This week, Britain stands on the cusp of change. Whether or not Theresa May wins the election on Thursday, we can reasonably expect the prime minister to replace Elizabeth Truss with someone better suited to the role of lord chancellor and secretary of state for justice. For May to appoint a lawyer would be an admission that she got it wrong last year. I would therefore expect the job to go to a minister with no legal qualifications – someone like Justine Greening, for example. But whoever occupies this demanding post will face a number of urgent challenges.
Of these, the most immediate is to ensure that a new lord chief justice is appointed in good time to succeed Lord Thomas of Cwmgiedd at the beginning of October. A panel set up by the Judicial Appointments Commission is expecting to interview candidates this month. The lord chancellor can accept or – with written reasons – reject its recommendation but cannot choose an alternative.
It would be fascinating to know whether the panel’s choice will be influenced by the perceived preferences of the sitting lord chancellor. We know that Truss insisted that the next chief justice of England and Wales should be able to serve for at least four years – thereby excluding Sir Brian Leveson and Lady Justice Hallett, who must retire at the age of 70 in 2019. But what we do not know is whether Truss asked the panel to favour, say, IT skills over diversity. There is no obvious candidate but Lord Justice Lloyd Jones, 65, now seems to be the favourite.
An early announcement is needed not only because the new chief justice will not have served as one of Thomas’s two effective deputies and so will need more time to prepare. Some of the candidates for chief justice may also have applied for one of three vacancies in the UK Supreme Court and Lady Hale, who is expected to succeed Lord Neuberger as president, will need to know who is available.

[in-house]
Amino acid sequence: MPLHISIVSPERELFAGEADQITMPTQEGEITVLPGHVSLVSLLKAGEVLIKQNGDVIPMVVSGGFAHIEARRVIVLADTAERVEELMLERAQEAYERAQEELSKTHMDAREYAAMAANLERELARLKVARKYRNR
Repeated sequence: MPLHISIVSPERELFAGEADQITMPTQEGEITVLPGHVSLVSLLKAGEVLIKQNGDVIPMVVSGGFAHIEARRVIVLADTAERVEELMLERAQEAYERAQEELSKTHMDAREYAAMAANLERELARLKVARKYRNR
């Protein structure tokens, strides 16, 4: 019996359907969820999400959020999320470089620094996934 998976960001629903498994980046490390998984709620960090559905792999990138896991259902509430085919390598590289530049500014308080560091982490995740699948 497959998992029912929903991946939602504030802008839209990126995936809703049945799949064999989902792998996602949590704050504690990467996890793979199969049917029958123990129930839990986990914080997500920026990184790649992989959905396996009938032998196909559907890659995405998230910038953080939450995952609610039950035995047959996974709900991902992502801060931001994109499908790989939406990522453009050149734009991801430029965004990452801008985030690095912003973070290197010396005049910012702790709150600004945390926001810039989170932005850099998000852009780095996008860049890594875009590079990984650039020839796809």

Perhaps the biggest challenge facing the incoming chief justice is the likely shortage of judges. It should be possible to find six good candidates for gaps in the Court of Appeal. But promotions will leave up to 25 empty places in the High Court – some of which, on past experience, it will be impossible to fill. A few judges may be promoted from the circuit bench but that will merely make it harder to fill the unprecedented and implausibly precise ‘116.5 vacancies’ in the Crown and county courts.
So the lord chancellor should seek to put the judicial retirement age back up to 75. That limit still applies to the small handful of serving judges who joined the bench before the rules were changed in April 1995. The best known of these is Hale who, as a vigorous and busy 72-year-old, certainly lives up to her name.
Neuberger, who has never quite said he is retiring to make way for an older woman, told The Times last week that an increased retirement age might result in ‘judges having to be told to retire early slightly more often’. But, he added, ‘that would be a very small price for avoiding the huge loss of experience and talent attributable to the current statutory retirement age’. He makes a good case – but it would be more convincing if merely telling a bad judge to retire early was not so demonstrably ineffective.
A strong and independent judiciary is fundamental to the quality and effectiveness of our judicial system. The judges also have a vital role to play in ensuring that the forthcoming Brexit legislation achieves its aim. And they need the full support of the lord chancellor. But the holder of this great office also faces other challenges.
One is to ensure that the Prisons and Courts Bill, which lapsed when parliament was dissolved, is back in the Queen’s speech on 19 June. That should not be too difficult: the Conservatives’ manifesto contained promises to ‘create a new legal framework for prisons’ and ‘modernise our courts’. I know that some solicitors worry that online courts will put them out of a job. But if more defendants can plead guilty online – and if more litigants are able to sue and defend claims on their smartphones – then more clients will need legal advice at key stages from agile and adaptable lawyers.
One more challenge for the lord chancellor is to thwart the prime minister’s plan to incorporate the Serious Fraud Office into the National Crime Agency. Abolishing this unique joint fraud investigator and prosecutor has long been May’s ambition. But she will have to do a great deal more to convince her growing list of critics that breaking up a body which generates huge fines for the exchequer is really in the public interest.